https://doi.org/10.7554/eLife.89214.2.sa0

Introduction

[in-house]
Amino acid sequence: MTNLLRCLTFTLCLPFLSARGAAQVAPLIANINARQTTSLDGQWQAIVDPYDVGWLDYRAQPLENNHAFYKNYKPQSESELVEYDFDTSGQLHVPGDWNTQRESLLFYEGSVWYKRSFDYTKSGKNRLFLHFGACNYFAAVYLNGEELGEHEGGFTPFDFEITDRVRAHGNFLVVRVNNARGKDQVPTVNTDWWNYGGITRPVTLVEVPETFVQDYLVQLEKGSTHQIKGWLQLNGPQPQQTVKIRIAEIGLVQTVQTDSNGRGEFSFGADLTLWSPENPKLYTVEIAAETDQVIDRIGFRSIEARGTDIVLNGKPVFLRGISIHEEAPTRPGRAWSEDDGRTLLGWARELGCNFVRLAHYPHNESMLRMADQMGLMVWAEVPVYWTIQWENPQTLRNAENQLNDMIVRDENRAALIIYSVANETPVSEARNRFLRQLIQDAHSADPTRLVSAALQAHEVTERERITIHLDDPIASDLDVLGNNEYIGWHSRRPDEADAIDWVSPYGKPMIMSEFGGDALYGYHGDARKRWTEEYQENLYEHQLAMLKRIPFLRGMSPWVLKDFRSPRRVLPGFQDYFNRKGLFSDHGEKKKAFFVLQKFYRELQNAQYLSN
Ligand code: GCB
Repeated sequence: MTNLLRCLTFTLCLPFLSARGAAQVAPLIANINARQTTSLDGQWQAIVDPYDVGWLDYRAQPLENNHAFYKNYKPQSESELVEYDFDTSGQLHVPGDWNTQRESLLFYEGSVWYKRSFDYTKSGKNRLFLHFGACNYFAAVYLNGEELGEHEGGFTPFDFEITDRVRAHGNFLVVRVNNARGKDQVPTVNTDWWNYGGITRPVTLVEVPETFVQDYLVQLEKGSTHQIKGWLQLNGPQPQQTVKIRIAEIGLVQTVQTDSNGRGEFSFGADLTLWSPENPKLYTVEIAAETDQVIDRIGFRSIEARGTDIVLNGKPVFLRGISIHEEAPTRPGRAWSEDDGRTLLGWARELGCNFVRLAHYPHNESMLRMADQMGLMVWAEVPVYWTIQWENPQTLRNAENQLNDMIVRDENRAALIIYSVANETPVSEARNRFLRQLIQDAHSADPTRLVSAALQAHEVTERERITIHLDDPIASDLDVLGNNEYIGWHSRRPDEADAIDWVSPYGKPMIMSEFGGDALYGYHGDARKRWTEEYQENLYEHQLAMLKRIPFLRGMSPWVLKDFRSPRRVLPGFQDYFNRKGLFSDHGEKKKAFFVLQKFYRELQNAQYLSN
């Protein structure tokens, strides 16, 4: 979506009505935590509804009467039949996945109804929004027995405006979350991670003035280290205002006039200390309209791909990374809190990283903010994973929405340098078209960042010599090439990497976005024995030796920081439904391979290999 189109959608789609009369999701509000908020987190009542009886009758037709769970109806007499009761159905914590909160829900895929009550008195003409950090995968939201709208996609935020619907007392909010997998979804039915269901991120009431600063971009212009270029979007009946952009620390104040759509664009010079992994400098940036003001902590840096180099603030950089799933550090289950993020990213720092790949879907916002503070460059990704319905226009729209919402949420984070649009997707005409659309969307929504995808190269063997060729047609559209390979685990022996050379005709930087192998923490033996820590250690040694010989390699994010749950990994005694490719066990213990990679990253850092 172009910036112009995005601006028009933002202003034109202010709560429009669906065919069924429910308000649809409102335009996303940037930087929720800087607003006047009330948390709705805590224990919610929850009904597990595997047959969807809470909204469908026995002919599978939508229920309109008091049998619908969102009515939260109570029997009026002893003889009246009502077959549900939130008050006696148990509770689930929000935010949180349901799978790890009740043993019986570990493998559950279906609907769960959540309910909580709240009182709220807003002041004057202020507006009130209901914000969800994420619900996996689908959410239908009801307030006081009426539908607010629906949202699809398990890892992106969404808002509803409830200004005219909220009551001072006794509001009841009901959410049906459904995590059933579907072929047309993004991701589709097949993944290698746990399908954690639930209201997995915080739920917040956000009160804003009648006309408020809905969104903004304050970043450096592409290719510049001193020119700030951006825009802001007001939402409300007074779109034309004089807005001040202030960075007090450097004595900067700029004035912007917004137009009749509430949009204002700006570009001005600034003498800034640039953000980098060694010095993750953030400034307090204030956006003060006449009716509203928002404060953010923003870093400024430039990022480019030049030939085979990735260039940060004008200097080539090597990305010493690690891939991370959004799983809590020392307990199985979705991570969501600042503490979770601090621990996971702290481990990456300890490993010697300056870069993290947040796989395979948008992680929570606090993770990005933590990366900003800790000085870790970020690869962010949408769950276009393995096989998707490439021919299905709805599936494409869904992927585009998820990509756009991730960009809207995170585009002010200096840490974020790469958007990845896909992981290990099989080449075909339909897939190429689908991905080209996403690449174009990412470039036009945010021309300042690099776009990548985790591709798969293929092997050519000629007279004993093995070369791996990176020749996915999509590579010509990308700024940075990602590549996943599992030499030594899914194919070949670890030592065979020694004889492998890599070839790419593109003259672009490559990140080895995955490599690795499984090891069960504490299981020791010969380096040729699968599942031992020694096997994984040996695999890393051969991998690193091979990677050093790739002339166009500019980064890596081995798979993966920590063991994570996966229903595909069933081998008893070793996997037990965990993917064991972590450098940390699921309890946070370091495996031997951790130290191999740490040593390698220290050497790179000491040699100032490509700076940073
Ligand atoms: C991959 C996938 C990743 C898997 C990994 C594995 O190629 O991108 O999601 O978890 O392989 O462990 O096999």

In the developed world, the average calorie intake has steadily risen, as have associated age-related diseases (Lahey and Khan, 2018). Intermittent fasting (IF) eating patterns include frequent periods of 12–24 hr with little or no energy intake sufficient to trigger a metabolic switch from the utilization of liver-derived glucose to fatty acids and ketones. Such IF eating patterns increase health span and lifespan and delay or prevent age-associated diseases in animals (de Cabo and Mattson, 2019; Mattson et al., 2017). Rodents maintained on IF exhibit reduced resting heart rate and blood pressure, increased heart rate variability, and improved cardiovascular adaptations to stress (Mager et al., 2006; Wan et al., 2003a; Wan et al., 2003b; Wan et al., 2014). Age-related increases in oxidative stress, inflammation, and fibrosis in the heart are prevented by every-other-day (EOD) fasting (Castello et al., 2011). IF also improves health indicators and cardiovascular risk factors in human subjects (Harvie et al., 2011; Harvie et al., 2013; Stein et al., 2012; Weiss and Fontana, 2011). In a recent randomized controlled trial, alternate day fasting improved cardiovascular markers, reduced fat mass, fat-to-lean ratio, and increased levels of the ketone β-hydroxybutyrate (BHB) (Stekovic et al., 2019). IF protects the brain and heart against ischemic injury and enhances endurance in animal models (Arumugam et al., 2010; Kim et al., 2018; Marosi et al., 2018; Mattson and Arumugam, 2018; Wan et al., 2010). Animals maintained on EOD fasting prior to experimental myocardial infarction (MI) have a reduced myocardial infarct size compared to the ad libitum (AL) fed controls (Ahmet et al., 2011; Ahmet et al., 2005; Godar et al., 2015). IF also improves survival and recovery of heart function when initiated two weeks after MI (Katare et al., 2009). Recent brain and skeletal muscle studies suggest that IF engages signaling pathways that enhance cellular stress resistance, mitochondrial biogenesis, and autophagy (Marosi et al., 2018; Mattson and Arumugam, 2018). The ketone BHB may mediate some cellular adaptations to fasting, including inducing the expression of the inhibitory neurotransmitter γ-aminobutyric acid, trophic factors, and the cytoprotective mitochondrial deacetylase sirtuin 3 (Cheng et al., 2016; Liu et al., 2019; Marosi et al., 2016; Newman and Verdin, 2017; Yudkoff et al., 2007). However, it is unknown whether similar molecular and cellular mechanisms underlie the beneficial effects of IF on the cardiovascular system.